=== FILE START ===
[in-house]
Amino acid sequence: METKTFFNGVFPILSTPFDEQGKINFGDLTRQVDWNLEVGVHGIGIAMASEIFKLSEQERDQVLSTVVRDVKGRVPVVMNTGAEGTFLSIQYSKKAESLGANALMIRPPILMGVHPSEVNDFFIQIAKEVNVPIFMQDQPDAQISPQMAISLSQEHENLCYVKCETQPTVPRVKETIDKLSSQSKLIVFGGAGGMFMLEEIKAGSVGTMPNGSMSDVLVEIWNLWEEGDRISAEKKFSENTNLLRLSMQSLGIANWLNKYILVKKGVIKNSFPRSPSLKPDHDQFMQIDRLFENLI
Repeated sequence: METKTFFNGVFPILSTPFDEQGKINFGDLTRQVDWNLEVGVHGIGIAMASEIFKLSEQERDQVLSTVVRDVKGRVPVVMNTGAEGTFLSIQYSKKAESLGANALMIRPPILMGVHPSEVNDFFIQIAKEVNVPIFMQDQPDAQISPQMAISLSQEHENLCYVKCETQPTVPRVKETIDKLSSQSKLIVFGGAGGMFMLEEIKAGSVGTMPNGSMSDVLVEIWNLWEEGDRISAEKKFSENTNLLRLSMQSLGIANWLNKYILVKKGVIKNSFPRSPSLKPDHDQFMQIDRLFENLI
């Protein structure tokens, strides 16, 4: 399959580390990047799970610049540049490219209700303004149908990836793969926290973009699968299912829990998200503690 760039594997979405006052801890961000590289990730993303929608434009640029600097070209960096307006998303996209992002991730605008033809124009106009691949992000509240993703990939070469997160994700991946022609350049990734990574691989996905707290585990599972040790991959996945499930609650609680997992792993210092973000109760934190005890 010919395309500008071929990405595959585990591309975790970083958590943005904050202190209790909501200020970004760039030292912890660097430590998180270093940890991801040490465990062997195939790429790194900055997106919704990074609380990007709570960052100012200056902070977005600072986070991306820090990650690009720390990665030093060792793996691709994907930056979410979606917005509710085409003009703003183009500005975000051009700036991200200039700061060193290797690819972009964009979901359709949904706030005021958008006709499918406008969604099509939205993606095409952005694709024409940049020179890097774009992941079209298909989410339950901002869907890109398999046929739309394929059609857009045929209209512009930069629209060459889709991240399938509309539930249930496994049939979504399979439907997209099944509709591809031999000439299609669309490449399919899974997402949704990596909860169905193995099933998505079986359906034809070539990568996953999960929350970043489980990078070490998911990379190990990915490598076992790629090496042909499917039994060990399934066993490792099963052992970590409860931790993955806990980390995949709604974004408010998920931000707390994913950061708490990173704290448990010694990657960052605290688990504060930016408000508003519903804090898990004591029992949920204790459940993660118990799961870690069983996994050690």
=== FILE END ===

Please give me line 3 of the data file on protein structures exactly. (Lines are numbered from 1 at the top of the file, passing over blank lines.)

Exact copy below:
Repeated sequence: METKTFFNGVFPILSTPFDEQGKINFGDLTRQVDWNLEVGVHGIGIAMASEIFKLSEQERDQVLSTVVRDVKGRVPVVMNTGAEGTFLSIQYSKKAESLGANALMIRPPILMGVHPSEVNDFFIQIAKEVNVPIFMQDQPDAQISPQMAISLSQEHENLCYVKCETQPTVPRVKETIDKLSSQSKLIVFGGAGGMFMLEEIKAGSVGTMPNGSMSDVLVEIWNLWEEGDRISAEKKFSENTNLLRLSMQSLGIANWLNKYILVKKGVIKNSFPRSPSLKPDHDQFMQIDRLFENLI